Public art enriches our physical environments, supports local identity through providing an access to aesthetics, makes cultural heritage a tangible community asset, opens eyes, makes public spaces more approachable, and most importantly, brightens your mood. In this month’s Budapest Uncovered, we’ll introduce you to some of the city’s most peculiar statues and the stories behind them.
The Dogs of the University of Veterinary Medicine
Located on the umbrageous campus of Budapest’s University of Veterinary Medicine (founded in 1787, the university also functions as an animal clinic), sculptor Gábor Benő Pogány’s group of statues showcases the nine traditional dog breeds of Hungary, arranged in a circle around a ring-shaped wooden bench. Made of bronze and unveiled in 2016, the canine collective comprises of a pumi, mudi, puli, kuvasz, komondor, Transylvanian hound, Hungarian greyhound, Hungarian vizsla, and a Hungarian wirehaired vizsla statue, but the surrounding parkland gives home to a number of other attractions worthy of our attention, such as the imposing statue of a Hungarian grey cattle bull (sculpted by Béla Domonkos), or Imre Steindl’s Neo-Renaissance brick-buildings.
One can walk past the statues of Ukraine-born Hungarian sculptor Mihály Kolodko every day without even noticing them. The reason? They’re extremely small. Kolodko’s first miniature statue, portraying the worm Főkukac from the Hungarian cartoon series A nagy ho-ho-horgász, was planted in front of 15 Bem rakpart in 2016. Since then, the sculptor has erected more than a dozen statues citywide, including the scaled-down model of a travel-ready Franz Liszt at the Budapest Airport, a tiny Rubik’s cube located opposite of the Parliament on the side of the stairs leading from Batthyány tér to the Danube, a squirrel who committed suicide hidden neatly behind the statue of detective Columbo in Falk Miksa utca, and the rabbit with checkered ears at the top of the Castle Hill Funicular.
On the opposite extreme to Mihály Kolodko’s miniature sculptures, you can find the monumental public animal installations of Gábor Miklós Szőke. Besides Budapest, the works of the world-renowned Hungarian artist can be found in Italy, the United States, Austria, Russia, Bahrain, Slovakia, Croatia, and Romania. To get a comprehensive look at Szőke’s unique style (characterized by the use of hardwood and stainless steel, and a dynamic blend of French romanticism and industrial chic), pay a visit to his studio at the former factory grounds of Csepel Művek. You can also spot the sculptor’s beastly structures in the courtyard of downtown ruin bar Doboz, inside the lobby of Hotel Clark, in front of Várkert Bazár, and the Epreskert Art Colony in District VI.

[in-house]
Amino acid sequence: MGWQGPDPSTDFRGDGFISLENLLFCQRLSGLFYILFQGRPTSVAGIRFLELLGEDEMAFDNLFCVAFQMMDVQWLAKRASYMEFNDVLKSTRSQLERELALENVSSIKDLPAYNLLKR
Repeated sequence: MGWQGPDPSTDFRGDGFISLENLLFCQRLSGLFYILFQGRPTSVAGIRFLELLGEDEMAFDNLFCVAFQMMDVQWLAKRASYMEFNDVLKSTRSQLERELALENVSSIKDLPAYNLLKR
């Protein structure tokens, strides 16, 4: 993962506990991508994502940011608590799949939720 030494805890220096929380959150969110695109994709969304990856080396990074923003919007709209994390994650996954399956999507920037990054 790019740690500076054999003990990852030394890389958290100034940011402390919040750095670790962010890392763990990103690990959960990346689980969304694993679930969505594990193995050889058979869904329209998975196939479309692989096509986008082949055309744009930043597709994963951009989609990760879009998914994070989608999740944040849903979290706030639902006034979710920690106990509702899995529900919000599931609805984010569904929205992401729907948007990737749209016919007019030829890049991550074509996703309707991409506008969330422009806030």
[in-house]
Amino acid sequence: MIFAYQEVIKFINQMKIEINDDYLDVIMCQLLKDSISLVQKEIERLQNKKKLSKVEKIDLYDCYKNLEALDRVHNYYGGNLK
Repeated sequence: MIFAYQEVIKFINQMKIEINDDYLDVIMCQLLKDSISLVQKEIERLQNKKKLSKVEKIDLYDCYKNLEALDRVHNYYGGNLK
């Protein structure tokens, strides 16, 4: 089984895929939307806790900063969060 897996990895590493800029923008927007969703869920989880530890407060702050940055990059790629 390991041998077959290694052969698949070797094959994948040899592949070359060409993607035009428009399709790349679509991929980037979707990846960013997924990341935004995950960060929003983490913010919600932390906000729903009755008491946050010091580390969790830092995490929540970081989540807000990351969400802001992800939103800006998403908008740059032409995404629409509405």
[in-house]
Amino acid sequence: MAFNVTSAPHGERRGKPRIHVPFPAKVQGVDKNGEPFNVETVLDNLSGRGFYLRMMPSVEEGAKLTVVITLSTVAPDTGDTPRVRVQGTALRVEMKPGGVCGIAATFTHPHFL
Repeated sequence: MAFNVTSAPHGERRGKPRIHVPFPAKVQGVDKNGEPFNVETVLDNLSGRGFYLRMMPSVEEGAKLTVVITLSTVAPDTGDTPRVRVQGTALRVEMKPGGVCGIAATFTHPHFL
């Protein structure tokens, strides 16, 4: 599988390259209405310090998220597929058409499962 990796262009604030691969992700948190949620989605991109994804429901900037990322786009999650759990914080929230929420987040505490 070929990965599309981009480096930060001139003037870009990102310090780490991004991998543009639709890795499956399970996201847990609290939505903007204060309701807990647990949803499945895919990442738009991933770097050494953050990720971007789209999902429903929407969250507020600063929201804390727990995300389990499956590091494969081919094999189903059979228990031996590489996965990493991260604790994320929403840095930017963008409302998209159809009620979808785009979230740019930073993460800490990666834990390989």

Woman On the Balcony
If you’re strolling along Thököly út and have a sharp eye, you can easily catch the figure of a young woman, leaning over the railing of 61 Thököly út’s first-floor balcony and gazing into the distance with a yearning look on her face. The eerie sculpture has been frozen in a state of constant alertness since the 1912 construction of the 4-story high apartment building, designed for the wealthy sewing machine magnate Manó Pápai by Lajos Ybl, the nephew of renowned architect Miklós Ybl. According to one legend, the statue depicts a woman watching on as his husband leaves for WWI. She would spend hours every day for the next few years leaning over the balcony in hopes of spotting her returning spouse. When she received news of her husband’s death, the woman dropped dead instantly. The death notice proved to be wrong, and when the husband came home from Russian captivity he set up his late wife’s statue and walled off the balcony. The truth, of course, is a little bit less poetic: the statue was inspired by the stone women of the Bourges Palais, whose photograph was shown to the architect by his son, Ervin.
Opposite of City Park’s fairy-tale-looking Vajdahunyad Castle, a hooded, faceless man sits on his heavy, white marble throne, holding a pen in his right hand, his legs positioned nonchalantly and covered by his wrinkled cloak. It is the sculpture of Anonymous, the famous medieval notary of King Béla III, and author of the Gesta Hungarorum, a book about the origins of the Magyars and their conquest of the Carpathian Basin. The statue was created in 1902 by Miklós Ligeti (born Móric Lőwy), a follower of Rodin, and the same person who later on sculpted the above-mentioned leaning woman of Thököly út. Donated to the Hungarian nation by the Austro-Hungarian Emperor Franz Joseph, this enigmatic and ominous piece of metal is one of the most iconic sculptures of Budapest, as well as a popular site of pilgrimage: writers from all over the world stroke the shiny tip of his pen for inspiration or to become better at their craft.